GIANTS Software’s Farming Simulator 19 Platinum Edition is an expansion to the original game, released in 2018, adding over 35 new vehicles and tools from CLAAS, the latest manufacturer to join this weirdly beloved sim. I say expansion, but it really just adds the CLAAS content, which is cool, if you happen to be a fan of this particular brand of German agricultural machinery.
Having spent some time working on farms, I figured I was at least vaguely qualified to review Farming Simulator 19 Platinum Edition, especially since this one promised horses that you can ride. I was optimistic, watching the opening sequence, as frolicking equines appeared to be a prominent feature of this latest installment in the Farming Sim series. Perhaps it will feature some sort of rudimentary livestock breeding mechanic, I allowed myself to wonder. After all, farming’s not all about tractors…
No, gentle reader, Farming Simulator 19, much like its previous incarnations, is all about the tractors.
Also, the combine harvesters, forklifts, and bale trailers. Basically, if you can think of an agricultural vehicle, or vehicle attachment, Farming Simulator 19’s got you covered. Even more so, with the Platinum Edition, which boasts over 350 authentic farming vehicles from 100 real-life manufacturers. After all, it’s the brands that really seem to get the fans going.
All those agricultural vehicles are lovingly recreated, shiny and chrome, down to the smallest detail, for you to use on your very own farm. This is probably a real treat for enthusiasts and fans of the previous games. For the newcomers, who have never touched a Farming Simulator, it’s just a lot to take in. There are a few, very basic, tutorials that mostly teach you how to hand off your responsibilities to whatever employee wanders past. Which I recommend, wholeheartedly. Other than that, Farming Simulator 19 unleashes you into the agricultural destiny of your choosing without a whole lot of guidance.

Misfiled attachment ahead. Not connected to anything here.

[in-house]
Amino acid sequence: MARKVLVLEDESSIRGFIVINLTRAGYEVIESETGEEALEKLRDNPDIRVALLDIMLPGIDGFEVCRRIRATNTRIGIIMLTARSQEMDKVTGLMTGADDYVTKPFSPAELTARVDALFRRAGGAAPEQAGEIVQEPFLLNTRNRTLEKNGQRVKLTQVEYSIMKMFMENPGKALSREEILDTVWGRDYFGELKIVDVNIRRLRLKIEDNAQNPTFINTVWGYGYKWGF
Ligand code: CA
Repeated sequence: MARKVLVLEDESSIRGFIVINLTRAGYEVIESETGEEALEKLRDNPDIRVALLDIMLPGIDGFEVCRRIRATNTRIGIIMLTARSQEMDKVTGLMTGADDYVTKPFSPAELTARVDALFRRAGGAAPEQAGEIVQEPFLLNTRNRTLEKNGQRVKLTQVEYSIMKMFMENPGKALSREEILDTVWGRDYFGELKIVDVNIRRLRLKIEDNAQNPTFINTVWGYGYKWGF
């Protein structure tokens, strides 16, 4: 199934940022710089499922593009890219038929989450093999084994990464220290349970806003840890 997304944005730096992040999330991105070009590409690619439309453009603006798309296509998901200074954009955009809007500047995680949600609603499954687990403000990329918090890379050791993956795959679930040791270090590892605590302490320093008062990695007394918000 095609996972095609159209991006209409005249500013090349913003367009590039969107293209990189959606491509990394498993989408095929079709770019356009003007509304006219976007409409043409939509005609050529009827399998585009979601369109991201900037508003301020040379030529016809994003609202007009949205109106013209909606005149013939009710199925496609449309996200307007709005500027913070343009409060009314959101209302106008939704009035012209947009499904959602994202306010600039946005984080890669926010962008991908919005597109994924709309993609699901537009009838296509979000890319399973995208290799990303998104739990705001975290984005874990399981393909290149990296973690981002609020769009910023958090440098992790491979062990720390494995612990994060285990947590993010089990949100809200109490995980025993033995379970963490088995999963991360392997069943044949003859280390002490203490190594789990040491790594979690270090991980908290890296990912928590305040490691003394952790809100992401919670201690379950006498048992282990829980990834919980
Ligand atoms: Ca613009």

There are missions to do for other farmers (who are also trying to avoid doing the actual work) that will reward you with money to spend on more equipment, or land, or chickens; whatever you’re into. I hope you enjoy the drone of machinery, because you’ll be hearing a lot of it, and there’s only so much hard farmer rock you can listen to on the in-game radio. If you get lonely, there’s always the multiplayer options.
While a lot of attention has been paid to the look and sound of the vehicles, and other assorted machinery, the textures for the natural elements and the lighting effects leave a lot to be desired. The map could do with a graphics and UI update, too.
Now, about those horses. Any livestock you have will multiply if it’s kept happy, except horses, so forget your pony farming dreams. These horses are for riding, brushing, and selling, and you have to ride them every day to maximise their fitness in order to fetch the best price at the glue factory their loving forever home. However, they do have better suction hooves than the Oblivion horses, so, obviously, I got Strider the Wonder Horse stuck in a castle on the European map. Don’t worry, he teleported back to his paddock, because realism.
If you were already into Farming Simulator, and don’t already own 19, you might as well get the Platinum Edition, because it has more of the vehicles that probably interest you. I would not recommend it for anyone that already owns the original Farming Simulator 19 or isn’t already a part of this fandom.
Farming Simulator 19 is not so much a farming simulator as an agricultural vehicle simulator with some farming tacked on so you have an excuse to drive the big trucks. The Platinum Edition adds more of those trucks. Fans of the series will probably enjoy it, but it will be fairly impenetrable to the casual newcomer with minor notions of a little peaceful farming before bed.